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on August 15, 2012
I thought this book was really great, particularly for the price. It's jam-packed with really useful information.

This book is about how to structure your life around being a triathlete. It's about how to work up a training plan for each year that will help you achieve your goals and reduce your "limiters" - those parts of your triathlon you might not be strong. It goes into incredible detail about how training works, particularly the ideas of periodization and building fitness by varying intensity and volume, and the idea of the three basic parts of fitness (force, speed, and endurance). It talks about identifying your limiters and developing plans to fix them. It also goes into great detail about the differences between training for a sprint triathlon and an Ironman triathlon (it's not just "more hours").

It goes into some detail about how to race, what nutrition and hydration you'll need to bring along, checklists for things to bring and all that - probably stuff you've already got a handle on. It has some information about nutrition outside of racing but it is mostly just an overview. It has essentially no information at all on technique, though - don't buy this book thinking it will make you a better swimmer.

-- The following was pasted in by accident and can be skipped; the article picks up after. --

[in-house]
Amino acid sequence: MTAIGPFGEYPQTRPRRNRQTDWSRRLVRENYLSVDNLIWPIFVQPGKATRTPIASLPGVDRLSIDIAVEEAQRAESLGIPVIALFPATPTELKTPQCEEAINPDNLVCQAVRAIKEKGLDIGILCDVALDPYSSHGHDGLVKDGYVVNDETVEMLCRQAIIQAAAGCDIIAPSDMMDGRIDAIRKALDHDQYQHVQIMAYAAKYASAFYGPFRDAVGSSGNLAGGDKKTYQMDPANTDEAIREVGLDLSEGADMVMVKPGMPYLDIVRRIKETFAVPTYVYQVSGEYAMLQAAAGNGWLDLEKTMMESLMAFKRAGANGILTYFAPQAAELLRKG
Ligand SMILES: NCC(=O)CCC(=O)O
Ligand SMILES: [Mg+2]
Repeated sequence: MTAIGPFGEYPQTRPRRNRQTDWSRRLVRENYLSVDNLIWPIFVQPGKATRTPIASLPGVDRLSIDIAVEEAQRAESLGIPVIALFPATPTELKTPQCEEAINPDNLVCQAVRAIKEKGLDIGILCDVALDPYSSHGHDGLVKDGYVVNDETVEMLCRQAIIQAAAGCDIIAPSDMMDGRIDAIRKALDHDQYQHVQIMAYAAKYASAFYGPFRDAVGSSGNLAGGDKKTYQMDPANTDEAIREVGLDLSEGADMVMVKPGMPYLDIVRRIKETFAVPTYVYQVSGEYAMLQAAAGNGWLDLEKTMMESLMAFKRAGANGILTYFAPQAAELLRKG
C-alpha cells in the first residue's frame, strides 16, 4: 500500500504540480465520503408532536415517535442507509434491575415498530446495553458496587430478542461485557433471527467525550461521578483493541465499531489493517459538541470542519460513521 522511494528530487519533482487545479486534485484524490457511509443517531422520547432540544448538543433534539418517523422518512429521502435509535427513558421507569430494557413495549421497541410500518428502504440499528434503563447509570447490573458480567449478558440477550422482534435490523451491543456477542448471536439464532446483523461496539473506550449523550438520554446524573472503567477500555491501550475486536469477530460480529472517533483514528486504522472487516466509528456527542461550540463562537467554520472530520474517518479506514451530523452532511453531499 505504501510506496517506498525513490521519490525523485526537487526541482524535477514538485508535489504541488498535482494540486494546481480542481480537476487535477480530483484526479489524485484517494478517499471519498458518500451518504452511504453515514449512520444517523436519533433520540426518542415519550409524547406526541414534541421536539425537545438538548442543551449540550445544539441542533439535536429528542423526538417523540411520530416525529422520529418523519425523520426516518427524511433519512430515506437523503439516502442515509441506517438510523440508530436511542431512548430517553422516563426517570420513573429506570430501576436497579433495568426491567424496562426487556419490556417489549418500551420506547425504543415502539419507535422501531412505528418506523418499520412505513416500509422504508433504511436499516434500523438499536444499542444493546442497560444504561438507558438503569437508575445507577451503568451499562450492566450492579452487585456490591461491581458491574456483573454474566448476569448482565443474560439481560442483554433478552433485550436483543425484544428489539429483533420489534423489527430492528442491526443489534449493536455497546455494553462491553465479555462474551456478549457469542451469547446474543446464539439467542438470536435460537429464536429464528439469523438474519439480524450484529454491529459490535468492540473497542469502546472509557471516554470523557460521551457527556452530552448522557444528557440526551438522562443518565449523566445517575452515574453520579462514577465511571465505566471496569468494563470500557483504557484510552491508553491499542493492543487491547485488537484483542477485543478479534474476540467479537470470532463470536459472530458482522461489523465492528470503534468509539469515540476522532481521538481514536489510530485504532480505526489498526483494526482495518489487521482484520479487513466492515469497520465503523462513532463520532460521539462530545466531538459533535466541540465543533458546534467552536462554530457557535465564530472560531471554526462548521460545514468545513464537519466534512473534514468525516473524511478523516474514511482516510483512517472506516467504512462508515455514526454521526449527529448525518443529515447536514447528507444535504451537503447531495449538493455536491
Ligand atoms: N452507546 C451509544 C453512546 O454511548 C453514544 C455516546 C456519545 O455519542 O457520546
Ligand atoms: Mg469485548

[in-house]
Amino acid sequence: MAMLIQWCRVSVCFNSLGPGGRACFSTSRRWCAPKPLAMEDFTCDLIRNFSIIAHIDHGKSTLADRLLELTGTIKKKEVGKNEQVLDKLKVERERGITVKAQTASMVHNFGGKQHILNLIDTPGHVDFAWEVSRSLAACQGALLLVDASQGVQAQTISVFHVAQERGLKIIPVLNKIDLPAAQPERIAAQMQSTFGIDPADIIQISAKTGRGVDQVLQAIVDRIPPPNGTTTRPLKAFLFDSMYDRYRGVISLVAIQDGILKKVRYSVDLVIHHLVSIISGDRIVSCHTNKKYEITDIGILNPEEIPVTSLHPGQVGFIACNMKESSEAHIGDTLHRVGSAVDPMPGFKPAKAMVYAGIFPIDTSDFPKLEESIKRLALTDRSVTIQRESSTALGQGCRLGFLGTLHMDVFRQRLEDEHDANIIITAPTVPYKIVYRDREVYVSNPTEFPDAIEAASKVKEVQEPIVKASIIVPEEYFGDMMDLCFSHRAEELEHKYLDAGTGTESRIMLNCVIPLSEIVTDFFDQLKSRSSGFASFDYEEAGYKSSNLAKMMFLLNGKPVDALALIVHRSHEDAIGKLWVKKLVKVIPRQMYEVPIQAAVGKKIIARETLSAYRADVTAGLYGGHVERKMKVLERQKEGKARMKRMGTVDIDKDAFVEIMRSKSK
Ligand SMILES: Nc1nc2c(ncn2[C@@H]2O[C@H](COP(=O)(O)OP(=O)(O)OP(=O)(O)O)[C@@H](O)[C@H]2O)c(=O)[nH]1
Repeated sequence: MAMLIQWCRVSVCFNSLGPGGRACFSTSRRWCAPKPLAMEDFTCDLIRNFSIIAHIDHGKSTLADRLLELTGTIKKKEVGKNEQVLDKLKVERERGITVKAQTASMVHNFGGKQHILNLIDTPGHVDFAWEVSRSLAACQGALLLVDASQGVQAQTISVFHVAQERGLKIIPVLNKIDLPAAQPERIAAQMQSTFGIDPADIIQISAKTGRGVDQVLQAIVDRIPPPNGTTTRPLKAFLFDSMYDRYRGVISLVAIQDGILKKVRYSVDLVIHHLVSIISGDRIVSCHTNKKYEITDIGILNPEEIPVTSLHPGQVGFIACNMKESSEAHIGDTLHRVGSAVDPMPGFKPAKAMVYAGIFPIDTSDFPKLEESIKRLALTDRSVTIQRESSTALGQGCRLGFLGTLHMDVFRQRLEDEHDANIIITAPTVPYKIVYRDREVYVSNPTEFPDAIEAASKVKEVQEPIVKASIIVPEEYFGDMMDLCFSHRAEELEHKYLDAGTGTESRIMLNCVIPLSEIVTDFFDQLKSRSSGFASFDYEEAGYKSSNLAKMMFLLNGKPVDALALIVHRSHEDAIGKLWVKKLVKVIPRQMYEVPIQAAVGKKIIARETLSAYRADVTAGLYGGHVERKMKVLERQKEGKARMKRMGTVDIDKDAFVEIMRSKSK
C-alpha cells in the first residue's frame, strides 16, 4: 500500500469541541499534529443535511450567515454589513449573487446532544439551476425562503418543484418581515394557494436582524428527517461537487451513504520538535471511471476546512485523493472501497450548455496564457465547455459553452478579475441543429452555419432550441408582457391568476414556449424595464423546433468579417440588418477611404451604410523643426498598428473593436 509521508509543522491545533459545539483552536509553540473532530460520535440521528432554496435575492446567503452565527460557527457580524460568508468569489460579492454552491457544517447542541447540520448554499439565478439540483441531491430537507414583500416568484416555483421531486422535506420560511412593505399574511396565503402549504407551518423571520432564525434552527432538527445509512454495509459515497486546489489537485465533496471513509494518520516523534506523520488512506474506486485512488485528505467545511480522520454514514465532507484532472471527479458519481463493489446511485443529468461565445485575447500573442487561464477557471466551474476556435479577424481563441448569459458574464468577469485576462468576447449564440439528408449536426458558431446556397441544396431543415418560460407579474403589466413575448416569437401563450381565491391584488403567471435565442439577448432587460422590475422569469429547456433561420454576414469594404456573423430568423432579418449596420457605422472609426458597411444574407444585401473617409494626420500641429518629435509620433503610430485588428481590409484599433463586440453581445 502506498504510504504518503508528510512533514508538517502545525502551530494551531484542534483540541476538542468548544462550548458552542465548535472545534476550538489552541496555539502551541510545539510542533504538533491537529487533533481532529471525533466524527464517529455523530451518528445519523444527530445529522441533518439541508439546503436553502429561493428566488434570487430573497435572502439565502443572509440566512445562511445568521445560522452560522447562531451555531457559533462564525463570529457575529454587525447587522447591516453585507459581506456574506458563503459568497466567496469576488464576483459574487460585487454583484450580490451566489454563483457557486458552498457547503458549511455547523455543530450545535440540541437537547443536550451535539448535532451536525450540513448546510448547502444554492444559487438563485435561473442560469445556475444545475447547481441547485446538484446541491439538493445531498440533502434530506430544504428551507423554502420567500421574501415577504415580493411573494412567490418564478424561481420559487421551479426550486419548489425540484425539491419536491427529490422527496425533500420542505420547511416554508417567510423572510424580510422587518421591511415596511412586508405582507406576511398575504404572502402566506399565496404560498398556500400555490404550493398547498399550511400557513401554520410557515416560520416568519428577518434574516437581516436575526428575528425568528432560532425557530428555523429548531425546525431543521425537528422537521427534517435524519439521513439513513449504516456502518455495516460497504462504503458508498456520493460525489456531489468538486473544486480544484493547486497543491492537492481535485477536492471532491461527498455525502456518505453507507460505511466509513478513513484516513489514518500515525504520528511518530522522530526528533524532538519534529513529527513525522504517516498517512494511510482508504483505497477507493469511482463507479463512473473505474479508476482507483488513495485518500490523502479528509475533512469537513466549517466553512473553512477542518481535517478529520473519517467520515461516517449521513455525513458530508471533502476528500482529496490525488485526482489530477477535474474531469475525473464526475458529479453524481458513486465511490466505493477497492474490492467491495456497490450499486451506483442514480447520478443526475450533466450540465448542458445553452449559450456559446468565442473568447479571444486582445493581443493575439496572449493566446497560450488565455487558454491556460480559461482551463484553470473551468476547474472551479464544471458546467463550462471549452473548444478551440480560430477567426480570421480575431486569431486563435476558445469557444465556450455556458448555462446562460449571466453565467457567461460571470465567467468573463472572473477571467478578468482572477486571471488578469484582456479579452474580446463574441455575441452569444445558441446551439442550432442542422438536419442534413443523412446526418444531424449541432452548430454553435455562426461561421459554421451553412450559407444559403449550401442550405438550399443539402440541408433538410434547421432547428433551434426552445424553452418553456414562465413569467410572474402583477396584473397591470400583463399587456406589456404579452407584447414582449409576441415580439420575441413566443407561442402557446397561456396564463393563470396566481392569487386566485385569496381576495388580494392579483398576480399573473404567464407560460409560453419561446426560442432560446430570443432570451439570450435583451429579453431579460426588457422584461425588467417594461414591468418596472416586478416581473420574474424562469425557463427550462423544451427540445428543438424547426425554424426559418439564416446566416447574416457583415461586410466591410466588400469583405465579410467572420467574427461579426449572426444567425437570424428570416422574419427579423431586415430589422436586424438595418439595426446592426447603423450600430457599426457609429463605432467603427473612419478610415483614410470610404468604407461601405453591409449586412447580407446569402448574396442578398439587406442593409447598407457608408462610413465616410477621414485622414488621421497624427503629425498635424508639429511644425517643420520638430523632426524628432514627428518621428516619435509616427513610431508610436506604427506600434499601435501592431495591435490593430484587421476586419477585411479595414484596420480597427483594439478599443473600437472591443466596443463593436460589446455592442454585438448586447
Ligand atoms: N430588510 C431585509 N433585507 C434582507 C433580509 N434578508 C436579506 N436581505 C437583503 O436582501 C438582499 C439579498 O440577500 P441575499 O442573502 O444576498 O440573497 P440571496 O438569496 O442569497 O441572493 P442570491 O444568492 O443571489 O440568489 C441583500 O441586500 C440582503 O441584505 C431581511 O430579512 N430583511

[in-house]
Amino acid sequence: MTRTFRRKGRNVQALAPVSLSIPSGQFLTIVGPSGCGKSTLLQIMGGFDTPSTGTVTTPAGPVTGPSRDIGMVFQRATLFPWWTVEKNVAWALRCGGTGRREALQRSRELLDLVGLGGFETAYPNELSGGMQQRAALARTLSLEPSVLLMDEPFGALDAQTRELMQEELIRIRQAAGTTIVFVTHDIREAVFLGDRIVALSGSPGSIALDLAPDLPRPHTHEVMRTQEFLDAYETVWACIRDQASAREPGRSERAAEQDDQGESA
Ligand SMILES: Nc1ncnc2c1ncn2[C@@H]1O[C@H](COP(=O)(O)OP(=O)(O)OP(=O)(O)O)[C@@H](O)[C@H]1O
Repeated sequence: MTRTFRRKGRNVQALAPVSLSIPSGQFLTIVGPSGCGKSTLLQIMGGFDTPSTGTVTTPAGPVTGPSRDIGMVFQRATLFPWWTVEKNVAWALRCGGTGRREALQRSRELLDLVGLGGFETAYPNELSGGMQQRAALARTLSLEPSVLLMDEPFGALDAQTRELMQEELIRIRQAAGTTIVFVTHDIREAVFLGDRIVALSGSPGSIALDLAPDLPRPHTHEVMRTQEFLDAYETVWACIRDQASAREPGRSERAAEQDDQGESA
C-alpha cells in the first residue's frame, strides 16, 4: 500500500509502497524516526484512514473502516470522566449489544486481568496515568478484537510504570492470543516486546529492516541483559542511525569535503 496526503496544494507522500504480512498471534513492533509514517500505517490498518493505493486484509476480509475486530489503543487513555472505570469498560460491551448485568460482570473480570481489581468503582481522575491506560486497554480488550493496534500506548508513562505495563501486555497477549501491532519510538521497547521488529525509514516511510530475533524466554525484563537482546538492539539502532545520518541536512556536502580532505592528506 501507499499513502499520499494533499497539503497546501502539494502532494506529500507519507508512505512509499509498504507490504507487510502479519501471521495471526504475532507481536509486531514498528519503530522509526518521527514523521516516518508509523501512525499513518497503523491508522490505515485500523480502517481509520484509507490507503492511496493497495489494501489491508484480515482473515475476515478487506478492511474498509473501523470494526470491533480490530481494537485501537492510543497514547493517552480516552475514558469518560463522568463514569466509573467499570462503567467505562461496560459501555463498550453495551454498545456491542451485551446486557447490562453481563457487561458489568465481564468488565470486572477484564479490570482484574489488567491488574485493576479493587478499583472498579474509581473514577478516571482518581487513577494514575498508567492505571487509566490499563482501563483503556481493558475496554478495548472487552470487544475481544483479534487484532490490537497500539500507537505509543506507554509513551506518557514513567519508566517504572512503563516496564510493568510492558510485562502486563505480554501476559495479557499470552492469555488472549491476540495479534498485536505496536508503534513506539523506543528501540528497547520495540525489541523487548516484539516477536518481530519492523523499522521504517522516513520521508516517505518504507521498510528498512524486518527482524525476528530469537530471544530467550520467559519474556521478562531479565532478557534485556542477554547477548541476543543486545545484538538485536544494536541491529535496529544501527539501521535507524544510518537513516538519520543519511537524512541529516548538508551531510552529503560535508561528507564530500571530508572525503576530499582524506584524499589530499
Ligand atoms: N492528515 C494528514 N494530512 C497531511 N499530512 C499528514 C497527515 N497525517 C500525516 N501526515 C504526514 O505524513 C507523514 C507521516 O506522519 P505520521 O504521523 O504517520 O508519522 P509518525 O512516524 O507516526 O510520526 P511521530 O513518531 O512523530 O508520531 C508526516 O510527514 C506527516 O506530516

Other than that there's really nothing negative to say about the book. It's very well-laid-out, lots of charts and sample training plans. It doesn't over-explain things but doesn't gloss over them either - it's a good balance.

IMPORTANT: This book isn't a "My First Triathlon" book. It's not a "Triathlon for Dummies" book. As the intro says, it's basically a cheap replacement for a triathlon coach. If you've signed up for your first sprint triathlon and you just want a couple of not-too-detailed training plans to get you into shape to finish it, this isn't the book for you.
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on February 8, 2010
I bought this book because I was completing my first triathlon (done) and heard that this was a great book for triathletes. Its a big text - almost like a phone book, and the content is similarly weighty. There were some bits here and there that I found accessible and useful (but struggled to find them again buried between reams of complicated schedules). The author is no doubt knowledgeable but I think that this is more for a coach or someone who really likes a lot of rules and structure - for example the general training plans are centered around periods broken into "Pre Base 1 2 3 Build 1 2 Prep Race Tran", each with variable mixes of "endurance force speed muscular-endurance anaerobic-endurance power testing" - do we really need this level of complexity? I'll stick with something a little more relaxed.